In human thermodynamics, **Ichiro Aoki** (1947-) is a Japanese systems engineer noted for his 1987 efforts make theoretical estimates of the entropy production in plant leaves and white-tail deer, in day and at night; eventually applying these methods to humans (see: human entropy), physiologically, into the 1990s. [1] The end result of Aoki’s work (2012), according to his conclusion, is that “entropy itself cannot be measured and calculated for biological systems, even for very small systems”, rather only “process variables, entropy flow, and entropy production can be quantified by the use of energetic data and physical methods.” [2] Aoki has also theorized about "aging" in terms of entropy. [3]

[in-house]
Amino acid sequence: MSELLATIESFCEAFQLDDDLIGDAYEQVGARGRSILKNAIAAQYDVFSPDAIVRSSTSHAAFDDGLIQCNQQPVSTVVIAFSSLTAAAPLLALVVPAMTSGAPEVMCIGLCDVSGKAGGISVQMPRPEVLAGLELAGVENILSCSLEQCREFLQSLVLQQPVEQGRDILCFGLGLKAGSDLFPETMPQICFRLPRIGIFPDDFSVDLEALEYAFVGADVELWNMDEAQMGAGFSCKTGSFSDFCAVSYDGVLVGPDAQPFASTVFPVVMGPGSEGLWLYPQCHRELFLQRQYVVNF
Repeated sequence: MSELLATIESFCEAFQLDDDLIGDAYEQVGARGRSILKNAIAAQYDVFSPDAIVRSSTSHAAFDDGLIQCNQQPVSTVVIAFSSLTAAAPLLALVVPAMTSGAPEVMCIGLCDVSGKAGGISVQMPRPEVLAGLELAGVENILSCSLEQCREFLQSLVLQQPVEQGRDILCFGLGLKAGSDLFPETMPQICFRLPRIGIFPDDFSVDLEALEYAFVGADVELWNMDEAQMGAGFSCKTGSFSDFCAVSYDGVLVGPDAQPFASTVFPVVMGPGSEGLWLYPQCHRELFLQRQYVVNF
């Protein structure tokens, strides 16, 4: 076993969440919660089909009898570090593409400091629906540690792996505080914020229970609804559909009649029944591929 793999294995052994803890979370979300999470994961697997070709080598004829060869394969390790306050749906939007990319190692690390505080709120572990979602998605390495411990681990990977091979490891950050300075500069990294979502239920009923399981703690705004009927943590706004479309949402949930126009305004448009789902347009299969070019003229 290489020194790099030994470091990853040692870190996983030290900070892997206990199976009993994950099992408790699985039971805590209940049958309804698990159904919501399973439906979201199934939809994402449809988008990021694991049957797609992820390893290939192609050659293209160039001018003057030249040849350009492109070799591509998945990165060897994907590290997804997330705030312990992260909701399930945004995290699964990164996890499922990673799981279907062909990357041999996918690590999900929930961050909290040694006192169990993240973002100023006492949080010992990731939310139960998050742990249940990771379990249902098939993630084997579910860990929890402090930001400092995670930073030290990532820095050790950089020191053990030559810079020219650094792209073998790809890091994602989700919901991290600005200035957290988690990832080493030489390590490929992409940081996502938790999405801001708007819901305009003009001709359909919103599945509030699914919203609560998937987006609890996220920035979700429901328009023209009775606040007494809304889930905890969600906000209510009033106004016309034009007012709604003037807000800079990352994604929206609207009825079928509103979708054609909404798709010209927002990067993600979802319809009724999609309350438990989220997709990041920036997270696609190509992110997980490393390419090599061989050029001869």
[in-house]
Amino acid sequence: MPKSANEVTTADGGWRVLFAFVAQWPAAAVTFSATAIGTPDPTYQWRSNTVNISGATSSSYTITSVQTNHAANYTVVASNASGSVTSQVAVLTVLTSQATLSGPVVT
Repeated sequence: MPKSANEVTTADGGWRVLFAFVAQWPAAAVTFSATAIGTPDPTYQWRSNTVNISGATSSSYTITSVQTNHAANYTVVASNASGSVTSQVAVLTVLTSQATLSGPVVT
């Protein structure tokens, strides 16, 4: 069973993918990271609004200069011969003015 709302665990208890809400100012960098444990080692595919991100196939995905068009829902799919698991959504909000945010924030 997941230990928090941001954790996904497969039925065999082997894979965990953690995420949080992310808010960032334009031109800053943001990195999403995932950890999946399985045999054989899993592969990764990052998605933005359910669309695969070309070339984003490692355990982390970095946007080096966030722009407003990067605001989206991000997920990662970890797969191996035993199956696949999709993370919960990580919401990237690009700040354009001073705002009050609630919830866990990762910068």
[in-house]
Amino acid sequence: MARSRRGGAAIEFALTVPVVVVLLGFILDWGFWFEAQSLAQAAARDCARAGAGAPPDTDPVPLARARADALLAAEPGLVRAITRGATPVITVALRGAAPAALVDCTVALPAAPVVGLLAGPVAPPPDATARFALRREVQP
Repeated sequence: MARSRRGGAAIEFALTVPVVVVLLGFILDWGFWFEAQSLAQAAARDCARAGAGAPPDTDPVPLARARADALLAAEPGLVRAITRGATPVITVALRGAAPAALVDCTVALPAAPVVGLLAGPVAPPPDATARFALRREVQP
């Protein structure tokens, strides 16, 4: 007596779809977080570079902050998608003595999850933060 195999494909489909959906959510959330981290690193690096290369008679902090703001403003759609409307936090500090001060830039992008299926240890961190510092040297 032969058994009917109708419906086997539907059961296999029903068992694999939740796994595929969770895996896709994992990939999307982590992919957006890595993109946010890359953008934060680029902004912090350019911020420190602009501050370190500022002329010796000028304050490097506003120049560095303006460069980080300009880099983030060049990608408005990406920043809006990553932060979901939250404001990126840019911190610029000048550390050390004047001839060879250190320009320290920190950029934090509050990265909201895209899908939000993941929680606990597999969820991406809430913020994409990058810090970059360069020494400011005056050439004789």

References

1. (a) Aoki, Ichiro. (1987). “Entropy Balance of White-Tailed Deer During Winter Night” (abs), *Bulletin of Mathematical Biology*, 49(3): 321-27.

(b) Aoki, Ichiro. (1992). “Entropy Physiology of Swine: a Macroscopic Viewpoint”*, Journal of Theoretical Biology*, 157(3):363-71.

(c) Aoki, Ichiro. (1994). “Entropy Production in Human Life Span: A Thermodynamic Measure for Aging” (abstract). *Age *1: 29-31.

(d) Aoki, Ichiro. (1997). “Introduction to Entropy Physiology” (abs), *Siebutso Butsuri*, 37(3): 106-10.

2. Aoki, Achiro. (2012). *Entropy Principle for the Development of Complex Biotic Systems: Organisms, Ecosystems, the Earth*. Elsevier.

3. Aoki, Ichiro. (1994). “Entropy Production in Human Life Span: A Thermodynamic Measure for Aging” (abstract). *Age *1: 29-31.